Expanding Your World, part 4-“A Land Down Under”



Moving from South America to Australia, we find another amazing wine that may be new to some of you…Shiraz. They’ve been making Australian Shiraz for over 150 years, but it has really come to international prominence since the late 1970’s. Shiraz is the Australian name for Syrah, a french grape that is most associated with the Rhone Valley, but is also grown in many other places, including the United States. Legend has it that Syrah is an ancient grape that dates back to biblical times.

Shiraz (or Syrah) is spicy, smoky, peppery, full-flavored and bold, and some of them can be really complex, which means there are a variety of flavors at once, complementing each other. Australian Shiraz is typically a little fruitier than French Syrah. Shiraz is great by itself or with food, and works really well with spicy foods-barbecue, italian, mexican. I also love it with Manchego cheese, which is a Spanish sheep’s milk cheese

Penfolds is the best-known and largest winemaker Down Under (as well as one of the oldest-1844!). Their Grange Shiraz is legendary (check out the video on the Grange link narrated by Russell Crowe!), and the 2008 Grange was even awarded a rare 100 points by Wine Spectator. But at $850, Regular Wine Guy has clearly not tasted a bottle (It sometimes shows up in a locked case in Costco that calls out, “You can’t afford me”). But Penfolds makes a staggering number of wines, from Shiraz to Chardonnay, Riesling (a sweet white that we’ll get to in Germany), Cabernet Sauvignon and several red blends, and you see at least one of their wines almost anywhere you go. They range from under $10 to thousands per bottle, and are at almost every price point in between. Here’s a rule of thumb I’ve found to be helpful-if it says Penfold’s and it’s over $40, it’s really, really good. If it’s $20-$40, it’s good to really good, and if it’s under $20, it’s solid and drinkable. How’s that for a rating system?

But you don’t have to break the bank to enjoy Australian Shiraz. There are 3 wineries from Australia that you will find in virtually every grocery store in America-Rosemount, Yellow Tail and Lindemans, and most of the time, you can buy them for under $10. They are all very good values for the money. With Yellow Tail, you want to look for their Reserve wines, which are a different color label than the $6 variety, but are usually a couple of dollars more, and they are significantly better than the entry level wines. Rosemount makes great Shiraz blends, especially their GSM (Grenache Shiraz Mourvédre-which is the classic French Southern Rhone blend), and Lindemans tends to make better whites than reds. Greg Norman (yes, the golfer, also a vineyard owner) also makes a really nice Cabernet-Merlot blend that is in the $14 range.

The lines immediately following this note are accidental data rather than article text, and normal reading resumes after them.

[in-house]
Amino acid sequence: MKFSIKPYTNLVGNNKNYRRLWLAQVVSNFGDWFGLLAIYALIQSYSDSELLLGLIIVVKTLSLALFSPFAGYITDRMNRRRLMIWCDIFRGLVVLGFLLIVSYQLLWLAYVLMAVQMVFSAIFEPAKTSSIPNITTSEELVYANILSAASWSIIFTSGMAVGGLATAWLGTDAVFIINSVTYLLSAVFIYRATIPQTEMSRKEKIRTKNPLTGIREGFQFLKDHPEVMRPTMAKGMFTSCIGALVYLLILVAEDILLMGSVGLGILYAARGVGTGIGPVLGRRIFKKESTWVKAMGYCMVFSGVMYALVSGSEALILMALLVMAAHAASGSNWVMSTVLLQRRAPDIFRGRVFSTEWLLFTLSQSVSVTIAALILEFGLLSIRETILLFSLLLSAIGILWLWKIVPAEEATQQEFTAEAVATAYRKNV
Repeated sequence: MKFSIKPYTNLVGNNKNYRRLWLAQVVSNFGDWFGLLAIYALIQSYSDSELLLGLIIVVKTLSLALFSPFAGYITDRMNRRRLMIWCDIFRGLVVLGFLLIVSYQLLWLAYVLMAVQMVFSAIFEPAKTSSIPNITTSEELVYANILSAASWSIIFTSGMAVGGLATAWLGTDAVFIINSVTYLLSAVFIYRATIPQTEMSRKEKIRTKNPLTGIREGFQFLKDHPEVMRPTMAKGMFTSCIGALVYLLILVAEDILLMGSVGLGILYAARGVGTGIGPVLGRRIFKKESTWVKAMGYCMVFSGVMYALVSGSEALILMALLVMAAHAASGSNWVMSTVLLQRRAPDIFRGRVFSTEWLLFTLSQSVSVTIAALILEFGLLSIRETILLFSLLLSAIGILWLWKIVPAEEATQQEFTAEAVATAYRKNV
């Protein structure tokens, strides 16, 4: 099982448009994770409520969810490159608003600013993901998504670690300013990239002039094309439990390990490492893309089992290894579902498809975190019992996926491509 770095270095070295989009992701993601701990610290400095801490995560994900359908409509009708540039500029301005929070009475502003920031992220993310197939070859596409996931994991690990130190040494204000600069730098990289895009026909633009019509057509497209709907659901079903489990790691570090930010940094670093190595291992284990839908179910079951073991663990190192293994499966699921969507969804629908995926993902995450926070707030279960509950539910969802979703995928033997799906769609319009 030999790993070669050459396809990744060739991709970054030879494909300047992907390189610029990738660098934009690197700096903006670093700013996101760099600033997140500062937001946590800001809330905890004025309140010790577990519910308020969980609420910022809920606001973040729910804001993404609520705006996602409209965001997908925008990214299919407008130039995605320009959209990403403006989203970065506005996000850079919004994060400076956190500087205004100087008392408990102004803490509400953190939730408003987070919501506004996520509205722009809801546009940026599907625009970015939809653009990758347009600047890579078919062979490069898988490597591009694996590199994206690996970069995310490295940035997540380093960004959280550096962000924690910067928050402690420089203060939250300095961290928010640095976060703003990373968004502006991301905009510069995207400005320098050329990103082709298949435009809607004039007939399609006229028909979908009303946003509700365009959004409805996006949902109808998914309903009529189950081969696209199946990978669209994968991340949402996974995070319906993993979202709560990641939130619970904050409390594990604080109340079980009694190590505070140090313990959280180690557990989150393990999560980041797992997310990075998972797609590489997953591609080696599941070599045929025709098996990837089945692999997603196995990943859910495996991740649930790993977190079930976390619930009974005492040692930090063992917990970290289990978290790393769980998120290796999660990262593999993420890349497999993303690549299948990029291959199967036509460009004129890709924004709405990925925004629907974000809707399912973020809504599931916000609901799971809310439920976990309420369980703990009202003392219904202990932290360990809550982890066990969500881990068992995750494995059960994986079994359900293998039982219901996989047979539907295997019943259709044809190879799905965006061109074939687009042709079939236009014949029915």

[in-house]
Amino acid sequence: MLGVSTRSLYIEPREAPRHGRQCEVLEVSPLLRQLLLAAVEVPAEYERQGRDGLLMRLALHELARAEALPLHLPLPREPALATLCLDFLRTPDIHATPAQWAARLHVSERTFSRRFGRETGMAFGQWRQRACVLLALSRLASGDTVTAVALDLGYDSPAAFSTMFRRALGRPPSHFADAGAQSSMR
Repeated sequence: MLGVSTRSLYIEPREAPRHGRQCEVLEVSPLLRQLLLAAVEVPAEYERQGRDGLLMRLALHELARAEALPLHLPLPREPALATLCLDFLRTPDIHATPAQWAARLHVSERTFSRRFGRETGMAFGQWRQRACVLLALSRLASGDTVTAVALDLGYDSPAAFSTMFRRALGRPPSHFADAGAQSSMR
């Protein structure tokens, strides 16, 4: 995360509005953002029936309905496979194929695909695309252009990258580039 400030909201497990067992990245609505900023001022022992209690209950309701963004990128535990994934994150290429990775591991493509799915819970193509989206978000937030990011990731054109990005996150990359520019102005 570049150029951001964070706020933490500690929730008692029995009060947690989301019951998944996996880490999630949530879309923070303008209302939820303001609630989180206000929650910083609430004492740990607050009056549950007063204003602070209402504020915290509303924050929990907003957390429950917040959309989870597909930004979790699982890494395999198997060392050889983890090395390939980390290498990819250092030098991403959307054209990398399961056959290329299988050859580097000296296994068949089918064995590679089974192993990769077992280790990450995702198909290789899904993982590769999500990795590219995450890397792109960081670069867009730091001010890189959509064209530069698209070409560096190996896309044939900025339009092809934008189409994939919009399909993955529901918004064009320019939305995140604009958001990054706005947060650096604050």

Finally, I want to highlight two of my absolute favorite wineries-Mollydooker and Two Hands. I’ve written about Mollydooker before-see the profile here. Both wineries make powerful, flavorful, just plain awesome wines! They both have whimsical wine names-Two Hands has among their brands “Zippy’s Block”, “Bella’s Garden” and “Gnarly Dudes” and Mollydooker makes “Velvet Glove”, “Two Left Feet”, “Gigglepot” and “Carnival of Love”, among others. All of their wines are exceptional, and they run anywhere from $20-$200. Mollydooker’s website is not to be missed-it makes me happy just to go on it!

I had Two Hands’ Angel’s Share ($30) about 9 months ago, and it was one of the best $30 wines I’ve ever tasted. Ditto for Mollydooker’s Two Left Feet and The Boxer (both $20-25)-I’ve had them both (The Boxer multiple times), and they are consistently good, across many vintages. I had the 2013 Two Left Feet (a blend) at a restaurant by the glass and it was incredible-really complex flavors, beautifully crafted. Trust me, go to your local wine store and ask if they have anything from Mollydooker or Two Hands. You won’t find them in an ordinary grocery store (you will at Whole Foods or Trader Joe’s), but wine stores and Costco sometimes have them.

Australian Shiraz has become one of my go-to $20 and under wines, and if you’ve never had one, grab a bottle, throw the proverbial “shrimp on the barbie”, turn on some Men at Work, and go for it!


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